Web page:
Let’s see some code! In Haskell, probably the easiest type of balanced BST to implement is a red-black tree. (If I were implementing this in an imperative language I might use splay trees instead, but they are super annoying to implement in Haskell. (At least as far as I know. I will definitely take you out for a social beverage of your choice if you can show me an elegant Haskell implementation of splay trees! This is cool but somehow feels too complex.)) However, this isn’t going to be some fancy, type-indexed, correct-by-construction implementation of red-black trees, although that is certainly fun. I am actually going to implement left-leaning red-black trees, mostly following Sedgewick; see those slides for more explanation and proof. This is one of the simplest ways I know to implement red-black trees (though it’s not necessarily the most efficient).

First, a red-black tree is either empty, or a node with a color (which we imagine as the color of the incoming edge), a cached size, a value, and two subtrees.

> {-# LANGUAGE PatternSynonyms #-}
> 
> data Color = R | B
>   deriving Show
> 
> otherColor :: Color -> Color
> otherColor R = B
> otherColor B = R
> 
> data RBTree a
>   = Empty
>   | Node Color Int (RBTree a) a (RBTree a)
>   deriving Show

To make some of the tree manipulation code easier to read, we make some convenient patterns for matching on the structure of a tree when we don’t care about the values or cached sizes: ANY matches any tree and its subtrees, while RED and BLACK only match on nodes of the appropriate color. We also make a function to extract the cached size of a subtree.

> pattern ANY   l r <- Node _ _ l _ r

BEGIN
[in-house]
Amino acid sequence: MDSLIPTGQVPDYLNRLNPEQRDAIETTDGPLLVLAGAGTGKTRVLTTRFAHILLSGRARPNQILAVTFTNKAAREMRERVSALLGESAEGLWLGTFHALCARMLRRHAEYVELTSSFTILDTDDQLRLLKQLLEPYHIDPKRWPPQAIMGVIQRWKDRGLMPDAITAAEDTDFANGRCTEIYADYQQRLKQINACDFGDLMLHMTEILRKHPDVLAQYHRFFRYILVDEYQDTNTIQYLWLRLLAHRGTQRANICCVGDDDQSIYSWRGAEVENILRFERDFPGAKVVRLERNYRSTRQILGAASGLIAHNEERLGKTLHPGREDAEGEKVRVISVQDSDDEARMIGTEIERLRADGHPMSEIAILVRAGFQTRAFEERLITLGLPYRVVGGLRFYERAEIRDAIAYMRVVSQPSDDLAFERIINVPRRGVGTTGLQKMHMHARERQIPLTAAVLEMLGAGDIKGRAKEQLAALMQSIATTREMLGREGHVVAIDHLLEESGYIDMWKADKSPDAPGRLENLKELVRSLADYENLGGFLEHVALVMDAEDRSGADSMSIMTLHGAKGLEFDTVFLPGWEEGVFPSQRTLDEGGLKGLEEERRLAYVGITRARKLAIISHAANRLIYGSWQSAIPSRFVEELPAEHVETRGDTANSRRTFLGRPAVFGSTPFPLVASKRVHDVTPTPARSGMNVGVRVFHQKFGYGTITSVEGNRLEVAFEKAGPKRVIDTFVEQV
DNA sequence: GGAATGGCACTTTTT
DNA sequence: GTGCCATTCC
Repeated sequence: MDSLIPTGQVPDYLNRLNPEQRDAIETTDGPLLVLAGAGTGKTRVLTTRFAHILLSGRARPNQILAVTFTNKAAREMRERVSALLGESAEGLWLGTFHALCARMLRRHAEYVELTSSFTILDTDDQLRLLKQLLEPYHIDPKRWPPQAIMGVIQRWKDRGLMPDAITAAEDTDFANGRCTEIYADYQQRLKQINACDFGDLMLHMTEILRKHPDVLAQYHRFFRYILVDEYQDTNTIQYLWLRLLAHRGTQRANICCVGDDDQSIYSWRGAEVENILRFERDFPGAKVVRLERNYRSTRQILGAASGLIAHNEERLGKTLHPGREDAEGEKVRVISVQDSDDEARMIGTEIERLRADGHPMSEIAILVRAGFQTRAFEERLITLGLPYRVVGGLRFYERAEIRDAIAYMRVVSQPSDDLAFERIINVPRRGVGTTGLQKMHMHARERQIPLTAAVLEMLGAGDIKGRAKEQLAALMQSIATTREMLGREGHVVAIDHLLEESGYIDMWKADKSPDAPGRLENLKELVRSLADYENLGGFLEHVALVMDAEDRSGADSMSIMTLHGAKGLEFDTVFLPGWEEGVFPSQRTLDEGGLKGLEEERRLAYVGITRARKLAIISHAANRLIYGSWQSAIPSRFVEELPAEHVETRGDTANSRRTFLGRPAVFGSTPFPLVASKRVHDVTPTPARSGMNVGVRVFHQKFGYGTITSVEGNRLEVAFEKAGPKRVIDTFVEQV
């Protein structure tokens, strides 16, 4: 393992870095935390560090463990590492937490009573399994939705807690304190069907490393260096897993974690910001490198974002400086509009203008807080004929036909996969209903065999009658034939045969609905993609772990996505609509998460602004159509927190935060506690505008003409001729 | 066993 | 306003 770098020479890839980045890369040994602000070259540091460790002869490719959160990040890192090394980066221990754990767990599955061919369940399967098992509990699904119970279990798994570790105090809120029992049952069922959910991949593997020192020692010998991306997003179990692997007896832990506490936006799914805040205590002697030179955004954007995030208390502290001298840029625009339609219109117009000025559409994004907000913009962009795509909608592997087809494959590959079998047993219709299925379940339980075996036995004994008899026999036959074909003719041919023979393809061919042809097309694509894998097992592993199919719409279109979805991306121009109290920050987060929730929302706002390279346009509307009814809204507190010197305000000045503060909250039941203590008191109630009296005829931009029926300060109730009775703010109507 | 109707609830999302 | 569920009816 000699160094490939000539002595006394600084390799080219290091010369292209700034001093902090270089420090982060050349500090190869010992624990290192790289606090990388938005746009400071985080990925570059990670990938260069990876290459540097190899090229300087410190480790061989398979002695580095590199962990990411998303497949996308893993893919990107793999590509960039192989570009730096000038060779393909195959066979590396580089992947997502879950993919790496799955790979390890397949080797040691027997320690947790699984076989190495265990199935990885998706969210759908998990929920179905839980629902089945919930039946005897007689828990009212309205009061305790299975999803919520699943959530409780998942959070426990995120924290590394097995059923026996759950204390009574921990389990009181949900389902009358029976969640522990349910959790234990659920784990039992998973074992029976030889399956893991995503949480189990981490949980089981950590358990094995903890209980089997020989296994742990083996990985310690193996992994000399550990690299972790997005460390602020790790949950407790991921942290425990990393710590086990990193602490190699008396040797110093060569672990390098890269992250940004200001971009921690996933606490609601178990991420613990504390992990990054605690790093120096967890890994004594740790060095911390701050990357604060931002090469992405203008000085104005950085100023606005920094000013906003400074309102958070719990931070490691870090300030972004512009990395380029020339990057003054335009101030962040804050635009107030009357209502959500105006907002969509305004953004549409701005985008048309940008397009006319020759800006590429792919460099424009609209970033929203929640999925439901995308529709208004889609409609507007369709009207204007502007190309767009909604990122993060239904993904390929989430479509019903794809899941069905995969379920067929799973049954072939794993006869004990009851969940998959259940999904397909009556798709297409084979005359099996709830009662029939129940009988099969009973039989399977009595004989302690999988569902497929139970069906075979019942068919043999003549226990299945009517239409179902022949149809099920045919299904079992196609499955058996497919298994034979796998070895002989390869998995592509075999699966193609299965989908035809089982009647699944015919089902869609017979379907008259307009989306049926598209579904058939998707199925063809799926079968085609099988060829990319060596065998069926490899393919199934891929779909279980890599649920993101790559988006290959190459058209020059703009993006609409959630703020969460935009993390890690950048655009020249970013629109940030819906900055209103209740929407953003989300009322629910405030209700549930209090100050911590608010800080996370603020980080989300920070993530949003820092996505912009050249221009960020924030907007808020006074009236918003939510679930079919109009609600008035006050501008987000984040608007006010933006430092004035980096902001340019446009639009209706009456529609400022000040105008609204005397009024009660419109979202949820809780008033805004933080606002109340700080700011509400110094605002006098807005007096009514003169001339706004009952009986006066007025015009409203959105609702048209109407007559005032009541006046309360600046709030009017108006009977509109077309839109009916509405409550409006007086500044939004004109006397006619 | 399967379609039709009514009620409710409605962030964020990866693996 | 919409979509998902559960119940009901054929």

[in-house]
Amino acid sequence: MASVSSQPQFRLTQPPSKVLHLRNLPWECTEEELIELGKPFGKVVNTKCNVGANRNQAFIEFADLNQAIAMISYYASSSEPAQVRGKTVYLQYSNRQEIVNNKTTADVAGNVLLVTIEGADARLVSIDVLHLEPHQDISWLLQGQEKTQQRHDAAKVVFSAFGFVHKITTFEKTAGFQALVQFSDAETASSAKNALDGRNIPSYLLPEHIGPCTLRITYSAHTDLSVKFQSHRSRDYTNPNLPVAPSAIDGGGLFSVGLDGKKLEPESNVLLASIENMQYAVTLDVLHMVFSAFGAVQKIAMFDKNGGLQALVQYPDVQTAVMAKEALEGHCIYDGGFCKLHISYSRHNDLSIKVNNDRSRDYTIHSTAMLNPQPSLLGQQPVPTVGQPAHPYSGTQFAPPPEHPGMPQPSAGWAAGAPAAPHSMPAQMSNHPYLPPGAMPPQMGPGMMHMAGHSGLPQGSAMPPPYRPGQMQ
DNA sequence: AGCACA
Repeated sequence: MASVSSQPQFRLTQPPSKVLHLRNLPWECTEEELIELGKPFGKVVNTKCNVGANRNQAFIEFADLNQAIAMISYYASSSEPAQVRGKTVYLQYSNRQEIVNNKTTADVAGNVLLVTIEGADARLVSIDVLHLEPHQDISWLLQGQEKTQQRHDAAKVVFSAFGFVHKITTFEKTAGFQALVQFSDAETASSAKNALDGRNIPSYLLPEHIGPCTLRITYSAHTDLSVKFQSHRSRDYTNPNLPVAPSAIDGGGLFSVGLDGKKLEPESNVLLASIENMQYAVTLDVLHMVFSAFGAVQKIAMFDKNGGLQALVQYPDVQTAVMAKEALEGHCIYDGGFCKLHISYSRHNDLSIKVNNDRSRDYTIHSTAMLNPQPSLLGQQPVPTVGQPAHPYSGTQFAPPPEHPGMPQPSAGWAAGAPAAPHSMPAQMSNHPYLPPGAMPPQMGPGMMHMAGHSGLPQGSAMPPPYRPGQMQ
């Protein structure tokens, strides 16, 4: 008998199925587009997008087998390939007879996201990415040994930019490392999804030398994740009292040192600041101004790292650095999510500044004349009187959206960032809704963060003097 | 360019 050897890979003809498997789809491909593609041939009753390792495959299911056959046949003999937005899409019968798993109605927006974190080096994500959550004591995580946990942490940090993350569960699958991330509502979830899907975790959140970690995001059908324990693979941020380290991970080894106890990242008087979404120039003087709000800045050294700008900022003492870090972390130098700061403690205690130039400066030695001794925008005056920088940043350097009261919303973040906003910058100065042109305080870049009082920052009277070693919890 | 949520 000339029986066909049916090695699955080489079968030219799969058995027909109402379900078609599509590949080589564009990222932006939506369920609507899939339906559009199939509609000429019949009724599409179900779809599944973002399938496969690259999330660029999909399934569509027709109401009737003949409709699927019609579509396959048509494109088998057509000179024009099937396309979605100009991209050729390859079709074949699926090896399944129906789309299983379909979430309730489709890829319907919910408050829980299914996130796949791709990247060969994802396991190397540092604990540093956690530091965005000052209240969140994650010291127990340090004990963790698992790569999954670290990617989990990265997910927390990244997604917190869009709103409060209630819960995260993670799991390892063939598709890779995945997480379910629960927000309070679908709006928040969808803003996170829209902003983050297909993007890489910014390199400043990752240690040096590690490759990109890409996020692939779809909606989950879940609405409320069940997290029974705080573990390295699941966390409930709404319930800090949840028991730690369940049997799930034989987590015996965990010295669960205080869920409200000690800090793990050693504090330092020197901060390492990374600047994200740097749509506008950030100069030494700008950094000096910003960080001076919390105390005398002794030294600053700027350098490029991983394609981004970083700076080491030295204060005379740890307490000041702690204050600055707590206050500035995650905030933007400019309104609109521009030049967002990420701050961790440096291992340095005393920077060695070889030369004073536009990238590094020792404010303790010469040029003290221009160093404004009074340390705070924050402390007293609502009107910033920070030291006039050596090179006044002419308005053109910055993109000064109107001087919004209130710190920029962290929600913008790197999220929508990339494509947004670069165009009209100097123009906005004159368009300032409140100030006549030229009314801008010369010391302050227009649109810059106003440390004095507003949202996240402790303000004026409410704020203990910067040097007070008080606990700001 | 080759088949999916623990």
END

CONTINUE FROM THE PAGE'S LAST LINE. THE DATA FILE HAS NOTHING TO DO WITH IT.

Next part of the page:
> pattern RED   l r <- Node R _ l _ r
> pattern BLACK l r <- Node B _ l _ r
> 
> size :: RBTree a -> Int
> size Empty            = 0
> size (Node _ n _ _ _) = n

The next thing to implement is the workhorse of most balanced binary tree implementations: rotations. The fiddliest bit here is managing the cached sizes appropriately. When rotating, the size of the root node remains unchanged, but the new child node, as compared to the original, has lost one subtree and gained another. Note also that we will only ever rotate around red edges, so we pattern-match on the color as a sanity check, although this is not strictly necessary. The error cases below should never happen.

> rotateL :: RBTree a -> RBTree a
> rotateL (Node c n t1 x (Node R m t2 y t3))
>   = Node c n (Node R (m + size t1 - size t3) t1 x t2) y t3
> rotateL _ = error "rotateL on non-rotatable tree!"
> 
> rotateR :: RBTree a -> RBTree a
> rotateR (Node c n (Node R m t1 x t2) y t3)
>   = Node c n t1 x (Node R (m - size t1 + size t3) t2 y t3)
> rotateR _ = error "rotateR on non-rotatable tree!"

To recolor a node, we just flip its color. We can then split a tree with two red subtrees by recoloring all three nodes. (The “split” terminology comes from the isomorphism between red-black trees and 2-3-4 trees; red edges can be thought of as “gluing” nodes together into a larger node, and this recoloring operation corresponds to splitting a 4-node into three 2-nodes.)

> recolor :: RBTree a -> RBTree a
> recolor Empty            = Empty
> recolor (Node c n l x r) = Node (otherColor c) n l x r
>